Cartesis[R]: As More and More Firms Recognise the Value of Business Performance Management (BPM) Solutions, Jonny Cheetham Answers Your Questions on Managing IT Projects
Cheetham, Jonny, Financial Management (UK)
We are starting a project to select a new BPM system. How can we ensure that this is managed properly?
Gartner estimates that IT project failures account for $75 billion of corporate losses every year; so strong project management is critical, and not only during the implementation. A 2003 research report by Cranfield School of Management, IT Investments: Effectiveness of the Appraisal Process, highlighted one of the most overlooked issues: 85 per cent of respondents thought that the IT investment process was often influenced by personal or political aspirations. In the UK at least, this doesn't mean that decisions are influenced by offers of free holidays. It means that too many decision-makers are unwilling to base their choice on an evaluation of the facts--they would rather play safe and stick with the market leader. This behaviour not only costs their firms the price of an inferior solution; it also undermines the competitive dynamic that leads to improved products.
The key is to have a rational, organised process, not one that's designed to give the result that the selection team wanted from the start. If you don't think you have the skills or time to drive a thorough process, there are experienced consultancies in every specialist field including BPM--that are well qualified to help.
What should be the main steps in selecting a system?
The steps are developing and validating your firm's requirements, building a long list, narrowing down to a shortlist, the final selection and the contract negotiation. As ever, there's a trade-off between the cost of the selection and the confidence you can have in the final choice. You'll probably live with the system for years, so it's worth spending time initially to ensure that you get a solution that meets your current and future needs.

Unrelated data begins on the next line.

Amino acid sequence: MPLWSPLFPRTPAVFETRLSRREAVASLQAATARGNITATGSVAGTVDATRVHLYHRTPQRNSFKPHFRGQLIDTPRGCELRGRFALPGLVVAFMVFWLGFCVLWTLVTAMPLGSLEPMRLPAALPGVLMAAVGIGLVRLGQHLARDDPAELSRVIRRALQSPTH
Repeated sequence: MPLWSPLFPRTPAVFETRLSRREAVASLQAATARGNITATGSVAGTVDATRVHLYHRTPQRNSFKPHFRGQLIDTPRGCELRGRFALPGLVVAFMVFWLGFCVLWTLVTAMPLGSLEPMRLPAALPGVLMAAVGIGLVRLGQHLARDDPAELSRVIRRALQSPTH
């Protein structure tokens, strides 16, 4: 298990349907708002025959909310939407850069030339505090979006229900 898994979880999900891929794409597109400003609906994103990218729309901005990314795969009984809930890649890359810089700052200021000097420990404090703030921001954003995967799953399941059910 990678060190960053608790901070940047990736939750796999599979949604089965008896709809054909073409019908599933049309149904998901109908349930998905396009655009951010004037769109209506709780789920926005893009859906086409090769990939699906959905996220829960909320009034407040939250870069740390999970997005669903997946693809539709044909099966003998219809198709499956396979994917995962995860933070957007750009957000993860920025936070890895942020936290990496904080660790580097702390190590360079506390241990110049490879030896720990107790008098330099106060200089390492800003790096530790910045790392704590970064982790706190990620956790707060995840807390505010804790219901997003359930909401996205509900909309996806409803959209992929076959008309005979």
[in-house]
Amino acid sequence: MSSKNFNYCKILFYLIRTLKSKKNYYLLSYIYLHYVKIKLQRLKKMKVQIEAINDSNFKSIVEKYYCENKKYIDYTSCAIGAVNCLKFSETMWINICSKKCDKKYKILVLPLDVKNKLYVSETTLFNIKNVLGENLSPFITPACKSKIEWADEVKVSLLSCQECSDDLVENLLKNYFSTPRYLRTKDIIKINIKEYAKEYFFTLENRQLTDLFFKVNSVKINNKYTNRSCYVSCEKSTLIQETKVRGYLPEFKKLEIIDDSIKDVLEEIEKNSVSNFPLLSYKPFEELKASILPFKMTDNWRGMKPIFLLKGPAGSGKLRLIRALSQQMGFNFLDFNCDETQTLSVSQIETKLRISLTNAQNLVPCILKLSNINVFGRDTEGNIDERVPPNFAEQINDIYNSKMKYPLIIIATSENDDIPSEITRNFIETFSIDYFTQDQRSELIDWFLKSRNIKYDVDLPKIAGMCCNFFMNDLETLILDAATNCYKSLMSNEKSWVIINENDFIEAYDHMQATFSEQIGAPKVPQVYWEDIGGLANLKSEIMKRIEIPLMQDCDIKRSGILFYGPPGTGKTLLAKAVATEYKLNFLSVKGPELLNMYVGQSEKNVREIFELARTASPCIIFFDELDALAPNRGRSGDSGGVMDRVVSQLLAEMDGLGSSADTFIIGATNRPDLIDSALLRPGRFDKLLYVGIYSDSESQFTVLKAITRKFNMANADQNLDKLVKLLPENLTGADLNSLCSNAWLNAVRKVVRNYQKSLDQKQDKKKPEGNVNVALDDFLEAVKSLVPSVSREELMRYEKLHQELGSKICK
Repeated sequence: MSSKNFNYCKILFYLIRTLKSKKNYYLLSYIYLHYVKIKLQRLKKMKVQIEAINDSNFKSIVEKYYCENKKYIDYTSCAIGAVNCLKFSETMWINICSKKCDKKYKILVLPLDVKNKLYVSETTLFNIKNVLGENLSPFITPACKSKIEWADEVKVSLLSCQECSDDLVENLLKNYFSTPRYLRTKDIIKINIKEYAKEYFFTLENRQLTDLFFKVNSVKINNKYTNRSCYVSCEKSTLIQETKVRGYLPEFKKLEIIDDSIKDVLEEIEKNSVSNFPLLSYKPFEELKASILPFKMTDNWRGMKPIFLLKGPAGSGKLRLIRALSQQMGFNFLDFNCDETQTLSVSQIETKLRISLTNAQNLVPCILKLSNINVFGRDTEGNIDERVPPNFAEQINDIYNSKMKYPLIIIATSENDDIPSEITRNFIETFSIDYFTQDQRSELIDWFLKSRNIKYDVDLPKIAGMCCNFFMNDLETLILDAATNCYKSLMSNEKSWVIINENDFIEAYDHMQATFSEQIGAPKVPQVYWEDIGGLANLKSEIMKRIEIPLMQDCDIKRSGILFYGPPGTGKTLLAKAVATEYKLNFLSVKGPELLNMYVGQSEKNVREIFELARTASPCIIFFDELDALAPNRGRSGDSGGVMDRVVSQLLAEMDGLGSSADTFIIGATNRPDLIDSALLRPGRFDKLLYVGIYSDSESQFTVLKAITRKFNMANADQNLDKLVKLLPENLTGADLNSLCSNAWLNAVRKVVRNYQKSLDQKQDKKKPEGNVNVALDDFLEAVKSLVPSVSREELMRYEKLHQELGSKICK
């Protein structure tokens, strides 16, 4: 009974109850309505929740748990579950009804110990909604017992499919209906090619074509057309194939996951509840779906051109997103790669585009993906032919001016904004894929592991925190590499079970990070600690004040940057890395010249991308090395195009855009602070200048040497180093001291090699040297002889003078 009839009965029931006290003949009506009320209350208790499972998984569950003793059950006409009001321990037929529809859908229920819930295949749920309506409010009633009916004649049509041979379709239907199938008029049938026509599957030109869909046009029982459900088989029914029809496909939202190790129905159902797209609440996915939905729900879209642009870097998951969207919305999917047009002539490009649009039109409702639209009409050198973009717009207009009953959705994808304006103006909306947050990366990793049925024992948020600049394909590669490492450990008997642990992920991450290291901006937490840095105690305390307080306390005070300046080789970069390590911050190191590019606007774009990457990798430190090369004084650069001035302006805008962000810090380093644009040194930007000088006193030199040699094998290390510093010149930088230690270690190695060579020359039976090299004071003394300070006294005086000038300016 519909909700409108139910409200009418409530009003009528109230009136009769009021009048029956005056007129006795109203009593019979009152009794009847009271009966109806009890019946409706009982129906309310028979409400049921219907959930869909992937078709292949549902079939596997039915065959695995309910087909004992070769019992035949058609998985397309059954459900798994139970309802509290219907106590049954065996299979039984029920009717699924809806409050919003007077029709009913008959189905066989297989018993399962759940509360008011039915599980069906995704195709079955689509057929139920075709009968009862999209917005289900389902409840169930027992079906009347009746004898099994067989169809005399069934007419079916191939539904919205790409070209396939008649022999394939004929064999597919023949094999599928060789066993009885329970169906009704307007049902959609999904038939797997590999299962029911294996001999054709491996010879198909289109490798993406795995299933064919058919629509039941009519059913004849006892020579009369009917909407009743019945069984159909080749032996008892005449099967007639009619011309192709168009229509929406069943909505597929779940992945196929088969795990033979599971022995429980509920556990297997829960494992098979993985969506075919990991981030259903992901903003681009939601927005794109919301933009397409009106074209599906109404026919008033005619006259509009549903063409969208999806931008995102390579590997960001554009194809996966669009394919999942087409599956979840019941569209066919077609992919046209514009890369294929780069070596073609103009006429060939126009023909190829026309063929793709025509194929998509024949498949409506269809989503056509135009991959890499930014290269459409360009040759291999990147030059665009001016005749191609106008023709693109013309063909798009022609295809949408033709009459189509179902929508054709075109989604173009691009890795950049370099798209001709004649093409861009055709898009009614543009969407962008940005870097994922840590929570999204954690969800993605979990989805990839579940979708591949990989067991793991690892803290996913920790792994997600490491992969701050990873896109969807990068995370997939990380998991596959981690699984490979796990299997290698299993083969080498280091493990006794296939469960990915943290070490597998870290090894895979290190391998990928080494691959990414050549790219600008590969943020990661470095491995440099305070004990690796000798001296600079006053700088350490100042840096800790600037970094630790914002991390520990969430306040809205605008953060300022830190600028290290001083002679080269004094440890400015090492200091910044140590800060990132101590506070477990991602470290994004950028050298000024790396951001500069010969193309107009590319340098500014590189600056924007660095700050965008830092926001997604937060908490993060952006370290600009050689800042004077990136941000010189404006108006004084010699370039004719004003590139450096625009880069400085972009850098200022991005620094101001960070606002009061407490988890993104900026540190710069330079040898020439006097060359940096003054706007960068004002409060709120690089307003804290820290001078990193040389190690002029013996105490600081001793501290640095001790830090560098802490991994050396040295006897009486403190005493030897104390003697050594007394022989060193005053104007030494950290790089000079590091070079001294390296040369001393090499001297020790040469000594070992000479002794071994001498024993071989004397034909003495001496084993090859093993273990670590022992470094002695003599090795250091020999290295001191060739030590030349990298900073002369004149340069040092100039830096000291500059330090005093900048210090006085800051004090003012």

The purpose of the long list is to ensure that you've given all potential suppliers the chance to show why they're qualified to make a proposal. There's no harm in making it long--10 or more vendors is not unusual. At this stage you don't need to tell them much about you; you simply want to understand the product offerings and client case studies that will convince you to take them further. From this information you can draw up a shortlist, which will almost always include the market leader if there is one, plus generally one or two other suppliers with the right offering and experience.
You also need to define your requirements clearly and articulate precisely your firm's needs for the future in relation to considered best practice. It's surprising how often a requirements document states what the current system does, rather than starting by describing the new business processes that the new system will need to support. …